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I had thought about taking it to the local body shop and having it sprayed with a clear coat. That would seal it up!
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  #8  
Old 05-06-2022, 06:29 AM
navyrifleman navyrifleman is online now
 
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Quote:
Originally Posted by hebes405 View Post
I had thought about taking it to the local body shop and having it sprayed with a clear coat. That would seal it up!
It certainly boils down to personal preference and choice. I am personally not a fan of varnish finishes on rifle stocks.

Varnish will seal it up to an extent, however it will also trap moisture IN. Now with a .22 rifle, you might not be out in the same sort of weather that a high power competition shooter or hunter would be, but I tend to look at a worse case scenario when considering a finish.

My military issue M-14 National Match rifle had a varnish finish and when shooting in rain, it would absorb moisture and fog up under the varnish. I have also seen this with some hunting shotguns.

Also, once the varnish/clear coat gets scratched, it is hard to fix to make it look nice again without a complete re-do. With a nice oil finish, you just have to rub some more oil on the scratch to cover it up and blend it in.
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  #9  
Old 05-06-2022, 08:07 AM
USriflecal30 USriflecal30 is offline
 
Join Date: Dec 2017
Location: Tellico Plains TN
Posts: 517
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Quote:
Originally Posted by navyrifleman View Post
It certainly boils down to personal preference and choice. I am personally not a fan of varnish finishes on rifle stocks.

Varnish will seal it up to an extent, however it will also trap moisture IN. Now with a .22 rifle, you might not be out in the same sort of weather that a high power competition shooter or hunter would be, but I tend to look at a worse case scenario when considering a finish.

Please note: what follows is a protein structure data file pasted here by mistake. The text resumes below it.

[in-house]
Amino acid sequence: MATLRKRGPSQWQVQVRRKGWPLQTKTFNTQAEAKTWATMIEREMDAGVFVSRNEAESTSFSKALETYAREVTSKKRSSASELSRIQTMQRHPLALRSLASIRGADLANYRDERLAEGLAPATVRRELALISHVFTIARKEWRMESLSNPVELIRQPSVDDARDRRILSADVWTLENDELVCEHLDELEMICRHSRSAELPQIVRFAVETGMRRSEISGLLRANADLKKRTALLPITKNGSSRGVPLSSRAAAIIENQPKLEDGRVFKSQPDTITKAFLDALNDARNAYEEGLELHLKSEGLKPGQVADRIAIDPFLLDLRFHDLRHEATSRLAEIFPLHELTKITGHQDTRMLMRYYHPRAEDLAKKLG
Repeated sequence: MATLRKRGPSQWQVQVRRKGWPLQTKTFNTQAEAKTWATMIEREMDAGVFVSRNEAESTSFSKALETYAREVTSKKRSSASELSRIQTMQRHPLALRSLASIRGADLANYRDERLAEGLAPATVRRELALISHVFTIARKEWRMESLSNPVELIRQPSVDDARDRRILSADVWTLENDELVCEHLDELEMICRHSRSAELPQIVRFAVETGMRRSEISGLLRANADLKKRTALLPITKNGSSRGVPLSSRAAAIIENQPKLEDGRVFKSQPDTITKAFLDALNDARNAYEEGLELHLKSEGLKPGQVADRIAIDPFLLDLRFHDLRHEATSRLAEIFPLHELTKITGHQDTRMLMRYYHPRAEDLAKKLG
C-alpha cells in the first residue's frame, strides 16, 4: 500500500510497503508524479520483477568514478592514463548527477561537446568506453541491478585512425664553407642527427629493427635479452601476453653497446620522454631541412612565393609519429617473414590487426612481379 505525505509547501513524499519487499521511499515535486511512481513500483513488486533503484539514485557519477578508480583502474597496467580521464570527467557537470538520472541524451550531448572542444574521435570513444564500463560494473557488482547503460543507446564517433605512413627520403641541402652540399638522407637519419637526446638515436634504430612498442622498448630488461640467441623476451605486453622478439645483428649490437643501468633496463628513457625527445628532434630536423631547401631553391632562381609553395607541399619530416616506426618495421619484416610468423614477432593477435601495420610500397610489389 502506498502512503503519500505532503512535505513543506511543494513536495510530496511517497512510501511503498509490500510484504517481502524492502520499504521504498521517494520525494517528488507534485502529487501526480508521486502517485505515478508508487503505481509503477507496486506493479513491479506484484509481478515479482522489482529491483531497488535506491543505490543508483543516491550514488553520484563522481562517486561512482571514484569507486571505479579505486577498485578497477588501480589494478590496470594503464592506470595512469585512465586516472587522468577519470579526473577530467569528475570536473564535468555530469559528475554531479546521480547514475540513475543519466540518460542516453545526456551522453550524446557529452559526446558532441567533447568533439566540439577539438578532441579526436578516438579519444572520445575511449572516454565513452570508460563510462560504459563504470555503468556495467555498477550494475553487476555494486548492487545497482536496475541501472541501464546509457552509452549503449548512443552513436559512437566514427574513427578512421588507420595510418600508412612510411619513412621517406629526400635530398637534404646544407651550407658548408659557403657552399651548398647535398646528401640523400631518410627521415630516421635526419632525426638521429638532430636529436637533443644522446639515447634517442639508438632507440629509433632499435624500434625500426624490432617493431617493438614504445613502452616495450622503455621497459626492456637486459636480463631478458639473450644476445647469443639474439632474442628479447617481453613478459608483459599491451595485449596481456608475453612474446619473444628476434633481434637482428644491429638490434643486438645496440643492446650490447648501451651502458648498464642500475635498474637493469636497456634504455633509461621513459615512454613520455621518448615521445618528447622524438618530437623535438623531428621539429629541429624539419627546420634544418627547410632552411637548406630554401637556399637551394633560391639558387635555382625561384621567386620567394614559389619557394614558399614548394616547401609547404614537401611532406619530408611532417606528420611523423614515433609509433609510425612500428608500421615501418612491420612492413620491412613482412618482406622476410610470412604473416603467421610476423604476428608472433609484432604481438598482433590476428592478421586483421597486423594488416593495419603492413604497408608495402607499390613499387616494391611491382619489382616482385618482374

My military issue M-14 National Match rifle had a varnish finish and when shooting in rain, it would absorb moisture and fog up under the varnish. I have also seen this with some hunting shotguns.

Also, once the varnish/clear coat gets scratched, it is hard to fix to make it look nice again without a complete re-do. With a nice oil finish, you just have to rub some more oil on the scratch to cover it up and blend it in.
Totally agree, just oil it. I like natural wood color, whatever it may be. I just finished an M12 stock a couple months ago. Original stock was split clean through the wrist, fellow forum member sent me a nice stock that already had a little (very little) shaping done to it, and really nice straight grain. I just sanded smooth, fit a Pachmyr pad that almost fit perfectly, tung oiled it, and called it good for now. This rifle is still unfired.
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  #10  
Old 05-12-2022, 05:36 PM
Fireman Ron Fireman Ron is offline
 
Join Date: Jan 2011
Location: SE Kansas
Posts: 138
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My first H&R M12 was from the CMP. The stock was a little rough to say the least. The wood didn't take the walnut stains I tried very well so I cleaned it and just for the hell of it I applied some Brown leather dye I purchased at a local leather shop. It worked very well and turned the wood a very nice cherry red/brown color. I think the brand was Fiebings or something similar. I get lots of comments on the color of that stock.